Here’s a real scenario: Simon ran a successful B2B UK consultancy but when his business suffered a ransomware cyber-attack in 2019 it almost cost him everything.
That Wednesday was just like any normal day, nothing unusual, until his staff started to report that emails weren’t getting through and then access to the server was denied. As Simon was speaking to his IT support, he got the email. His server and its remote cloud back up had been compromised by professional hackers demanding £100,000 in a Bitcoin ransom to release a code and restore access.
Ten days of almost total business shutdown followed whilst Simon engaged a team of IT specialists who tried to find workarounds and negotiate with the hackers. Simon did eventually get back control of his business, a Bitcoin ransom was paid as part of the deal but the experienced negotiators brought the amount down significantly.
The total financial cost for Simon by the end was probably near £70,000 with the specialist IT fees, his staff unable to work and other lost business revenue.
Let’s consider this scenario in more detail:
Let’s start with the basics - what is ransomware?
It’s a computer program written by criminals which encrypts and withholds your data. Criminals know that your data is valuable and their demand is simple, pay us and you get your data back.
Or will they? There are no guarantees so it’s really important that your business doesn’t find itself in this predicament.
Step 1 – Understand what ransomware is - at its core it’s a computer program and, think about it, programs don’t just appear on our computers, they appear because they are put there, i.e. we download and install the software.
i) Phishing emails – Criminals try to trick us into opening attachments in emails, why do they do this? As the attachment, if opened, might contain ransomware, this is one way of delivering malicious programs onto our systems
ii) Phishing links – Criminals try to trick us into clicking on links in emails, why? As the link can take us to a malicious webpage, which contains malware, so by visiting the page the ransomware is downloaded onto our systems.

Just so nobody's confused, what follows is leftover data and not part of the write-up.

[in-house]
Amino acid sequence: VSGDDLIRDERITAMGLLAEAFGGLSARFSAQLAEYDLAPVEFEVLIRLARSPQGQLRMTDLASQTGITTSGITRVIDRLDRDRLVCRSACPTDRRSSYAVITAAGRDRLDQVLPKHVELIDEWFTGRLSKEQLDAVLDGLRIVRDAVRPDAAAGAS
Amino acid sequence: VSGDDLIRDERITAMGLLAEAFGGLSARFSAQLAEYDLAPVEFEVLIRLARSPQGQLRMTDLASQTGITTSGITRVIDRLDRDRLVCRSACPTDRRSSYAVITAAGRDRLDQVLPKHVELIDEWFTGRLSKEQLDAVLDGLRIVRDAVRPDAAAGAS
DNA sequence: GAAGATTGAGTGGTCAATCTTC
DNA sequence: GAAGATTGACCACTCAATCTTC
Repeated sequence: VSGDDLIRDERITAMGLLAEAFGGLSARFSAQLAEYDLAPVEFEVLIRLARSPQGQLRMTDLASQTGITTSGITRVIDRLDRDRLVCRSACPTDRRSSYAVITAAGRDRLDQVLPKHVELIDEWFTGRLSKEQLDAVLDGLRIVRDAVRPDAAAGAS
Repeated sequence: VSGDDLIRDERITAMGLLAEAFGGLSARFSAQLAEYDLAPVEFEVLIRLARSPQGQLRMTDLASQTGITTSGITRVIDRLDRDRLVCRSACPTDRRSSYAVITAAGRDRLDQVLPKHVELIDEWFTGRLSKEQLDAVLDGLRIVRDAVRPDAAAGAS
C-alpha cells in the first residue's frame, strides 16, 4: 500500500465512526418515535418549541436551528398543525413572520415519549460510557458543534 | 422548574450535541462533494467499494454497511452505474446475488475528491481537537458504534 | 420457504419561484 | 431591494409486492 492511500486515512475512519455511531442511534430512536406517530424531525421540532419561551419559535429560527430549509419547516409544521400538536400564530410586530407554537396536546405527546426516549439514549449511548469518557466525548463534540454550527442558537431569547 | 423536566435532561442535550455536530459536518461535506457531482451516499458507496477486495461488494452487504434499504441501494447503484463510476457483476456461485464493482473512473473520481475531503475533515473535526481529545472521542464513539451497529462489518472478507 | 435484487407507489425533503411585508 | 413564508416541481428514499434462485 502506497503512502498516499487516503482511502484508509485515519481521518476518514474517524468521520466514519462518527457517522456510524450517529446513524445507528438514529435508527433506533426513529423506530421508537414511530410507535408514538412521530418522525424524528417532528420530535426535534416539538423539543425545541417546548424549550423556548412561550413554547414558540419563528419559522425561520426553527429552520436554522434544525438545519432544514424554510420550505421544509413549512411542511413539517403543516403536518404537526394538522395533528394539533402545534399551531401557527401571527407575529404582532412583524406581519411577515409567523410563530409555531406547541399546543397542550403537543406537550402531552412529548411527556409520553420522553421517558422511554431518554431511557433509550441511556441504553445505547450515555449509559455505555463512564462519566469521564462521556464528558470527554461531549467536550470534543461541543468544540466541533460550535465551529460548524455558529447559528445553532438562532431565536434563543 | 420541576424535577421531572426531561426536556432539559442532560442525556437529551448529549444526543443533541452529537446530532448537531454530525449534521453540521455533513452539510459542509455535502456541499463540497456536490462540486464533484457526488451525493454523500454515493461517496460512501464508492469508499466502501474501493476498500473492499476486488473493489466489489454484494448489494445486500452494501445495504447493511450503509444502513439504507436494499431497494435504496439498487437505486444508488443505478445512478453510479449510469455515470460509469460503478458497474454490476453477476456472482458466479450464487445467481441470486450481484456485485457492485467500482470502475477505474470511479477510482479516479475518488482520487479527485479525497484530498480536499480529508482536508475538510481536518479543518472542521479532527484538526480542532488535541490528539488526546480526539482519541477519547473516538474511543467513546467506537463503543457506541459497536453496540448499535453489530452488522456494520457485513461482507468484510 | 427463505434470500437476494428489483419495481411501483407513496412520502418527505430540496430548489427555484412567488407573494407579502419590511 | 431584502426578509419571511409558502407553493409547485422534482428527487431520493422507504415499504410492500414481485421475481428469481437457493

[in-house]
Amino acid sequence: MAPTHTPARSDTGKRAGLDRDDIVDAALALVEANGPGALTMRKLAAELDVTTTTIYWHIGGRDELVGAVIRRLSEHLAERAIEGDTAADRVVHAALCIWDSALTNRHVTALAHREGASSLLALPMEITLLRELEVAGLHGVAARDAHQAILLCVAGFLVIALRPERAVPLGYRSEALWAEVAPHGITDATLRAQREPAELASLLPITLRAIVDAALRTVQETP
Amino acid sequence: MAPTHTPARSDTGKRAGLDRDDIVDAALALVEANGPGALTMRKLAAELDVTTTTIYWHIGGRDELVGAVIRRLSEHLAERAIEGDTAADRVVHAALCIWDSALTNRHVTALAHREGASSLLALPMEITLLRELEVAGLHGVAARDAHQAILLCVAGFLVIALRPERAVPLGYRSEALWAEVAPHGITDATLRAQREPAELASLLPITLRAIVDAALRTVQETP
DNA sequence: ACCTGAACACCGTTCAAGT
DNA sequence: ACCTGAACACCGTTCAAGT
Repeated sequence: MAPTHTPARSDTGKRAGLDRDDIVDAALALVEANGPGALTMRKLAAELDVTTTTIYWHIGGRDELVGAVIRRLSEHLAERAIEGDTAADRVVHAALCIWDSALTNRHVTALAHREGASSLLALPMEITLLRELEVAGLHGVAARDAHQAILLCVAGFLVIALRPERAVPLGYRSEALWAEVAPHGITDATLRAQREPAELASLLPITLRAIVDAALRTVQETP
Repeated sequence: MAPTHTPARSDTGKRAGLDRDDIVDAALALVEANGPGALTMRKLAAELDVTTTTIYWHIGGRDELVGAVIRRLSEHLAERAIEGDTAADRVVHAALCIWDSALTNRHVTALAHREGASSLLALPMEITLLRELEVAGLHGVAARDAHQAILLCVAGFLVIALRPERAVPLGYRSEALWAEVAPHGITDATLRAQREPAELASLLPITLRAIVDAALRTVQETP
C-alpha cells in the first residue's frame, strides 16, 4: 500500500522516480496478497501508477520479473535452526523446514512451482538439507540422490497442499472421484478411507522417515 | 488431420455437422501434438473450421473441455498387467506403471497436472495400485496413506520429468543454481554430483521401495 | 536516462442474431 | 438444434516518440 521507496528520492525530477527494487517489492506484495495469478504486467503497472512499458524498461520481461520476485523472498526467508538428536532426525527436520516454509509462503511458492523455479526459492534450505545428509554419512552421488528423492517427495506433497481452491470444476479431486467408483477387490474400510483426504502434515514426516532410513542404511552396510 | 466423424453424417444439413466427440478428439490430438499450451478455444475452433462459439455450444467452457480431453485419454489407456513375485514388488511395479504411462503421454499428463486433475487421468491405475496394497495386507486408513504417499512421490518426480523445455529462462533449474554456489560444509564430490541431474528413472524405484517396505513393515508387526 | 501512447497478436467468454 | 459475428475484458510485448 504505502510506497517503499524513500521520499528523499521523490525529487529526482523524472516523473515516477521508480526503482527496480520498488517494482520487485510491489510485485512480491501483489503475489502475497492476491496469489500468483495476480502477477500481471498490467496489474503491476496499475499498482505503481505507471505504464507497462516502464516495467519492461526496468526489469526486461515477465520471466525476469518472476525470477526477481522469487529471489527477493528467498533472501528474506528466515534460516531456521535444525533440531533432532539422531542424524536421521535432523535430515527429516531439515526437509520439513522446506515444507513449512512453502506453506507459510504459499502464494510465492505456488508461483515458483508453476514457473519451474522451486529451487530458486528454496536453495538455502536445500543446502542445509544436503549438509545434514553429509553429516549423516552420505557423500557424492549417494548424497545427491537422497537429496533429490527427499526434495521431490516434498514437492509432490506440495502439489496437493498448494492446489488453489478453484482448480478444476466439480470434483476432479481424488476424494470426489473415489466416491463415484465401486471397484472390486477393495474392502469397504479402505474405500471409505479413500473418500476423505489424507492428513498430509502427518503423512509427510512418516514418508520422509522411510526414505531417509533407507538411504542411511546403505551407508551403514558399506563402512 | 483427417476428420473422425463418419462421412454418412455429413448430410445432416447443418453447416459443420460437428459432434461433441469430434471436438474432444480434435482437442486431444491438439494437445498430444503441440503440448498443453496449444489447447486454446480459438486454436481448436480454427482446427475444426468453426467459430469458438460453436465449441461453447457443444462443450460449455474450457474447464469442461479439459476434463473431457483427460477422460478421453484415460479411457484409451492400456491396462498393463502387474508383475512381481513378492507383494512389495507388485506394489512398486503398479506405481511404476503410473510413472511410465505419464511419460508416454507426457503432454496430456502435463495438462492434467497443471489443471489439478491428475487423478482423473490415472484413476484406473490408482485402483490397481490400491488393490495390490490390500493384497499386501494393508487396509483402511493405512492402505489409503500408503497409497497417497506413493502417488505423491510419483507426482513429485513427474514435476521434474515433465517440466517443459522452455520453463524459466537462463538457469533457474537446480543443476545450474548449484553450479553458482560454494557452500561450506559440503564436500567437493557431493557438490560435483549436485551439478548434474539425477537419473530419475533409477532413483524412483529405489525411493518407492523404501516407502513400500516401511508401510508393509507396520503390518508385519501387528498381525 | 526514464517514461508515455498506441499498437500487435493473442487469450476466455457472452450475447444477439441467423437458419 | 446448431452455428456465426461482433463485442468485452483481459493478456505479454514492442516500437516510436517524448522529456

iii) Remote weaknesses – criminals like to look for outdated and unpatched systems online. They have bots - computers under their control - systematically looking for these vulnerable systems. Once they find them, they can then exploit use the weakness to install the ransomware.
Step 2 – how to defend against ransomware.
i) Install and keep up to date antivirus on all devices – these are the programs which look for and detect ransomware, they try to remove malicious programs or stop them from being executed. Backups – keep regular backups of your data, so you can restore your data without having to pay a ransom. Please ensure these backups are kept separate from your systems as the ransomware might encrypt your backups as well. Email filters and spam filters can identify the email that contains malware and quarantine it before it reaches the user.
ii) Education – educate your staff on phishing emails, how confident are you that they wouldn’t open an attachment on a suspicious email? The National Cyber Security centre https://www.ncsc.gov.uk has some great guidance on how to do this. You could deploy training phishing email campaigns in your organisation to understand your employees’ vulnerability.
iii) Patching – keep your systems up to date, which stops systems from becoming vulnerable. Know your weaknesses by running vulnerability assessments which can tell you if you have exploitable weaknesses.
Step 3 – how do you bounce back? So, okay the worst has happened and your data has been encrypted, are you insured to cover any loss that might result from this infection? Do you have a plan in place if your organisation was attacked with ransomware? How would you operate? How long can you tolerate not having data access? Would you need to self-report to the ICO under GDPR?
This isn’t intended to be an exhaustive list but if you do the basics right, your organisation should be able to withstand the simple, untargeted attacks - the random phishing email, the bot looking for weaknesses - because if you don’t have them, chances are the attacker will simply move onto the organisation that does.
Also, consider the NEBRC’s ethical hacker services which can help your organisations avoid untargeted attacks.
We simply want businesses to avoid the pain and stress of such breaches and make our communities more resilient to attack in these challenging times.
Martin Wilson, Head of Cyber and Innovation at the NEBRC